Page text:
You can also choose to score the returner’s +1 shot, and that can create a subtle but important shift in their mentality to keep the pressure on the opponent on consecutive shots. A variation of this is incorporating angled targets, and/or drop shot targets for the +1 ball to help players take advantage of creative combinations after a strong deep return. So, you can keep the same three point scoring for a deep +1 shot, or you can reward another target area that keeps the pressure on the server.
The Serve and Return Depth Challenges can be played together with two players or as part of a larger team to a determined score or players are attempting to score as many points as possible within a specific time frame (ie. 3, 5, 7 minutes).
Depth Rally Challenge
Since approximately 25% of all points will end within five to eight shots, and another 10% after nine shots, it’s a great idea to train players to maintain depth control for a great period of time. Longer rally points are not worth more than shorter points, but they can feel as though they are worth more to the player who has invested so heavily mentally and emotionally in them. I implement this depth rally challenge at the beginning of every training session for a player to find good spacing, rhythm, timing on their groundstrokes.
Many times the player who unintentionally hits a short ball gives up a huge tactical advantage to a player who has maintained great depth of shot, or who hits short intentionally to pull their opponent out of position. The challenge here is to have a player practice their ability to maintain a deep rally with their opponent. It’s ideal to continue to use whichever scoring system you started with to reduce confusion. In my experience using three players per court is ideal for this challenge. Players and coaches can be as creative as they desire to make this challenge fit their needs for an individual player or team of players. Here are couple of ideas to set up this challenge for two or three players per court.
Two players per court. One player attempts to score points, call them the ‘scoring’ player. The other player is called the ‘rally’ player. Continue with the yellow court lines two meters or six feet inside the baseline of the opposite court from the scoring player only. The rally player with the yellow lines, in front of them, tallies points for the scoring player. If a coach is present during the practice session, the coach can tally the scoring player’s points while the rally player is free to focus on maintaining the rally. Continue to use the scoring system, three points for shots landing between the yellow court lines and the baseline, one point for landing in front of the yellow court lines, zero points for landing in the service boxes, the net or out of bounds. The challenge can be timed one, two, or three minutes and then players rotate in their on court roles. Coaches and players can time training sessions based on the skill level of players or if the focus is training physical endurance while maintaining depth of shot. For lower level players, longer periods of time are advisable to help players score more points, and especially to get over what often can be a difficult start to a high level challenge.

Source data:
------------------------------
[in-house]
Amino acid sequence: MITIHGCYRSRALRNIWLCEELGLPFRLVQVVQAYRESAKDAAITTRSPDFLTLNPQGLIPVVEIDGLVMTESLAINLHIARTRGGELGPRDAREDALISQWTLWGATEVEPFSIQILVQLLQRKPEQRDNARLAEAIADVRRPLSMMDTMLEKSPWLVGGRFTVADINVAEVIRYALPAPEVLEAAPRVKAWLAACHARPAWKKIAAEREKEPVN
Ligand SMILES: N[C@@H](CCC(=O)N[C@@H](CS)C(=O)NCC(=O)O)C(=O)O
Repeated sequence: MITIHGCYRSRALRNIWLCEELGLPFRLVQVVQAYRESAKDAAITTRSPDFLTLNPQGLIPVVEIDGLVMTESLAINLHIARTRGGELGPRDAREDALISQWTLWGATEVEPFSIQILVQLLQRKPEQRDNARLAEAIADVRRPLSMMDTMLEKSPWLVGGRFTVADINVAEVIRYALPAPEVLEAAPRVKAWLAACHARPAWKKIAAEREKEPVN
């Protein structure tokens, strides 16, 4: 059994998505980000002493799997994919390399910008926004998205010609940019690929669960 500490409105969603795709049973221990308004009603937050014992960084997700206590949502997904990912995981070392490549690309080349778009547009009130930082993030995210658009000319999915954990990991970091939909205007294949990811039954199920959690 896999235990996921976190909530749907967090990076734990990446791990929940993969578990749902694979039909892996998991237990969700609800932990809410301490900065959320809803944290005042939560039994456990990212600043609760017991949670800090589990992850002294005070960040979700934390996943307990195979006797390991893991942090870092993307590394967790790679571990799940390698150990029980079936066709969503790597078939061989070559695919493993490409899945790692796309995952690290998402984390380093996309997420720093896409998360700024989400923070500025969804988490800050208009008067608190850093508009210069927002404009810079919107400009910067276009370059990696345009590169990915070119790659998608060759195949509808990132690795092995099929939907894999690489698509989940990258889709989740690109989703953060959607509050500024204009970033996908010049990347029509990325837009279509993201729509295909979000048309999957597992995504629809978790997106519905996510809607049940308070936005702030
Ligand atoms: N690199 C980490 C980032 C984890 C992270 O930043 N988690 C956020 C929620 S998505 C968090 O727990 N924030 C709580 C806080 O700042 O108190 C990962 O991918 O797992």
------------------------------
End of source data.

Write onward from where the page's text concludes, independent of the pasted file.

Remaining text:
Three players per court. One player is the scoring player and the other two players are the rally players. The rally players are responsible for tallying the total points for the scoring player. This is the best possible scenario for all the players and the coach because rally players can keep score as they rally, scoring player can focus on scoring points, and the coach can roam and observe receiving skills of each player. Coaches can look for a particular technical skill to encourage during this live ball challenge. I recommend having one set skill, or one unique to each player, so that players can focus on one adjustment at a time.
Rotate players after a timed session of one, two, or three minutes – scoring points remain the same for specified target areas. These games make for a fun intra-squad competition, and can also be a team building exercise, when the team is split into smaller teams. It’s a fun way to introduce a competition between players that does not result in a lineup change, gaining or losing status on the team. Playing these games can also be a great way to encourage concentration in the early moments of a practice.